and the brave men who fell with them the great sacrifice incurred in the success of the regiment.
Very respectfully, your obedient servant,
S. B. HAYMAN,
Colonel, Commanding Thirty-seventh New York Volunteers
No. 36. Report of Brigadier General Erasmus D. Keyes,
U. S. Army, commanding Fourth Corps.
HEADQUARTERS FOURTH ARMY CORPS, New Kent Court-House, Va., May 14, 1862.
SIR: I have the honor to report the operation of the Fourth Corps in the battle of Williamsburg on the 5th of May:
To enable you to understand the occurrences of the 5th instant it is necessary to allude to some of the movements of the days previous.
Smith's division arrived in front of the enemy's works late in the afternoon of the 4th instant; Couch's and Casey's divisions arrived and bivouacked at night-fall in the neighborhood of the Half-way House, about 4 1/2 miles, by the Yorktown and Williamsburg road, from fort Magruder. I arrived at the White House after dark, having left Warwick Court-House at 3 o'clock p.m., fifteen minutes after the receipt of my orders to march.
In the advance from Warwick River I received orders from Brigadier-General Sumner, who commanded the left wing during the operations before Yorktown, and in accordance with his instructions I directed two brigades, with two batteries and a regiment of cavalry, to reconnoiter the country toward Grove's wharf and the Half-way House, the infantry to proceed, if possible, to the Half-way House. Some conflict of orders arose, which will be seen by a reference to Brigadier-General Naglee's report [he having been in command of the reconnaissance].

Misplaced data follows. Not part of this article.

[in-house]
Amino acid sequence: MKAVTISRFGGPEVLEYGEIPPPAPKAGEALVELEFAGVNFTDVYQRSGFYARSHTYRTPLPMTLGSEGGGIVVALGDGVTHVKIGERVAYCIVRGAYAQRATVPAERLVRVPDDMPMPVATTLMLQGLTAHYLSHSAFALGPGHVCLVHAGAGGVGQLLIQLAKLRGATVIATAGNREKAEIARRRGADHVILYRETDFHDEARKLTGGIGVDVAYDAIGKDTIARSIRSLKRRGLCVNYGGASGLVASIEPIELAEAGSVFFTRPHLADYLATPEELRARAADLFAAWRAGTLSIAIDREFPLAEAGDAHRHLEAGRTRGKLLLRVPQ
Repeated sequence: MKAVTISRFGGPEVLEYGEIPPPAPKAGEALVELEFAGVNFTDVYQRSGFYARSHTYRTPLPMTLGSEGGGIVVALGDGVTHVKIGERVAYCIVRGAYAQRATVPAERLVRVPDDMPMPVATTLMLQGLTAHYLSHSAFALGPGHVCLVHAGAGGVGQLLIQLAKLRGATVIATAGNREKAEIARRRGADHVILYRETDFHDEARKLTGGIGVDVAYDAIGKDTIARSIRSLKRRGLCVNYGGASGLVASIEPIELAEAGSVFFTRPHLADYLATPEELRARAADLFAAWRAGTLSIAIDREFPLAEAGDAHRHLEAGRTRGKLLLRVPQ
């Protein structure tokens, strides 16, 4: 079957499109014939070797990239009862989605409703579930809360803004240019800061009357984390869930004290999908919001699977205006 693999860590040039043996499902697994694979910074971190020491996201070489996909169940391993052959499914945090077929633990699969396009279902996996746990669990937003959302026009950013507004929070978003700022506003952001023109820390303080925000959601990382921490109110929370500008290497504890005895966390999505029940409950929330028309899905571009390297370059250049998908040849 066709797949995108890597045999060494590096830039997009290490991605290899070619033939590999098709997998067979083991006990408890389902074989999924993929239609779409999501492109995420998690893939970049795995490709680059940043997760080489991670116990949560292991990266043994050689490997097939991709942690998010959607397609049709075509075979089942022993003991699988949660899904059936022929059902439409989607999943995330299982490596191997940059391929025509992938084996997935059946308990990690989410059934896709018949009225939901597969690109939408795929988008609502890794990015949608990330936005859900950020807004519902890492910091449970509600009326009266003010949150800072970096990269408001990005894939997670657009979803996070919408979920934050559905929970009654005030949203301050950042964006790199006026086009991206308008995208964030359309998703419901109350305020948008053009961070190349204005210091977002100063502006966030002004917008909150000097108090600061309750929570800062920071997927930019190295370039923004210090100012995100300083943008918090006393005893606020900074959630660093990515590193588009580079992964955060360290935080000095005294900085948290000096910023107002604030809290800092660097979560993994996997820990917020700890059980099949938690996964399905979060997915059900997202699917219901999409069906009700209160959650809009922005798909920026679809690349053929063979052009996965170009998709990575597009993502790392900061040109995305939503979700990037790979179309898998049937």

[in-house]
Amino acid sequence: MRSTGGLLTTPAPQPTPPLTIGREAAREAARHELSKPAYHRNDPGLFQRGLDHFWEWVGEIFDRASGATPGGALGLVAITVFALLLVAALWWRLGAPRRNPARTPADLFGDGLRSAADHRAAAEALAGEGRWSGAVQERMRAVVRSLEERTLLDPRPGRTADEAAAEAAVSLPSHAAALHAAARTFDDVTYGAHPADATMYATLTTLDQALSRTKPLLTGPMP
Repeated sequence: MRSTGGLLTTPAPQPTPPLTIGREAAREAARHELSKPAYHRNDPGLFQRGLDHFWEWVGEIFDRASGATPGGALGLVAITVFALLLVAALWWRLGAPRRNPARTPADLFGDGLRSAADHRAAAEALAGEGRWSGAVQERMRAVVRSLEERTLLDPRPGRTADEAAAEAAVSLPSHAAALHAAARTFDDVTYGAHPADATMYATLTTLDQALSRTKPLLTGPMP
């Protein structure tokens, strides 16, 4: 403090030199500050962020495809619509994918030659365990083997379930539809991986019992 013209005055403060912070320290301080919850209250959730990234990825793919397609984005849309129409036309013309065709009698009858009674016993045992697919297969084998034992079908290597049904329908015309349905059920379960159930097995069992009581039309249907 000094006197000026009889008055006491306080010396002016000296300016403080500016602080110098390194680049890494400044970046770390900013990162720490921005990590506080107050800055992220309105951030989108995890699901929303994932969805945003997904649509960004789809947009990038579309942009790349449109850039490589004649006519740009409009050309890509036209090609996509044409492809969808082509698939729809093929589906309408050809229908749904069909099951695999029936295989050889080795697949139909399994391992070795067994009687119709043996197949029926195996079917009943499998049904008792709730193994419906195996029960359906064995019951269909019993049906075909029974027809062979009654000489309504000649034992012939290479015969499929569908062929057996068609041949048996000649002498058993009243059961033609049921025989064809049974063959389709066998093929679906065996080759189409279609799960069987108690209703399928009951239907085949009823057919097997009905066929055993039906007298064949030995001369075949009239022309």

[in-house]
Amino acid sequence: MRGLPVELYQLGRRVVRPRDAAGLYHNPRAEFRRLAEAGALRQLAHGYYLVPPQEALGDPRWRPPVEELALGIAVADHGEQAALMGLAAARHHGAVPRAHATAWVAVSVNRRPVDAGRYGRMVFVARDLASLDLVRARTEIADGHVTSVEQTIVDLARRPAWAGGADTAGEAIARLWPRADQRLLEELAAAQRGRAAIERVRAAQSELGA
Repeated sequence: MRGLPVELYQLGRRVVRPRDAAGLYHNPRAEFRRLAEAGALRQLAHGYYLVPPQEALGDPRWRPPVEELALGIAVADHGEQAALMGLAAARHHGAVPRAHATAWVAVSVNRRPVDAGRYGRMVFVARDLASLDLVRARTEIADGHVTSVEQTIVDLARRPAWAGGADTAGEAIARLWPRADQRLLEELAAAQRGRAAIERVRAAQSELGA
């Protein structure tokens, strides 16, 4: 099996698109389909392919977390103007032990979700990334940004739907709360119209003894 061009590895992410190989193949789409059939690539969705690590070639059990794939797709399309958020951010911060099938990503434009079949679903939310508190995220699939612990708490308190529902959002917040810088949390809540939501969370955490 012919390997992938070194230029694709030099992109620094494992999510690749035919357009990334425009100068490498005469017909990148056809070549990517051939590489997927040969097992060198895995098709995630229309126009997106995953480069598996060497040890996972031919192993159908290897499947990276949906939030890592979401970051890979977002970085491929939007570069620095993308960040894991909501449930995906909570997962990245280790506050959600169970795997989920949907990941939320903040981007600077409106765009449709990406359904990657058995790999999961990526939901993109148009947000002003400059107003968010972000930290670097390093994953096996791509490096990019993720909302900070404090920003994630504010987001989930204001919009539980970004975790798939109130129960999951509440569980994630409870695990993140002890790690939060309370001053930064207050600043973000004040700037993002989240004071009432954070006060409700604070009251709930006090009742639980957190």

On the advance the abandoned works of the enemy at Lee's Mill were found to be of great strength. The enemy had buried torpedoes in the ground, one of which exploded, killing 1 and wounding 6 others of Casey's division.
On my arrival at the White House I found there Brigadier-Generals Sumner and Heintzelman. The former, by right of seniority, assumed command, though none of his own corps were present. One division of Heintzelman's corps, under General Hooker, arrived in front of the enemy by a road branching to the left, and one division of my corps [Smith's] had arrived by the main road. Between the two divisions the rain had converted a portion of the ground into an impassable quagmire, and another portion, in the field of fire of the enemy's works, was a thicket of woods, through which it was nearly impossible for infantry to pass.
On my arrival it was too dark to judge of the field, which was mostly covered with forests. I learned, however, that some of our regular artillery and cavalry had been repulsed; that the enemy had a line of strong earthworks in front, and that his defenses stretched across the narrowest part of the Peninsula. Consequently I anticipated a battle for the next day, and accordingly wrote a peremptory order to Couch and Casey to move forward with their divisions the next morning at the break of day. To give greater force to the order I sent it by Captain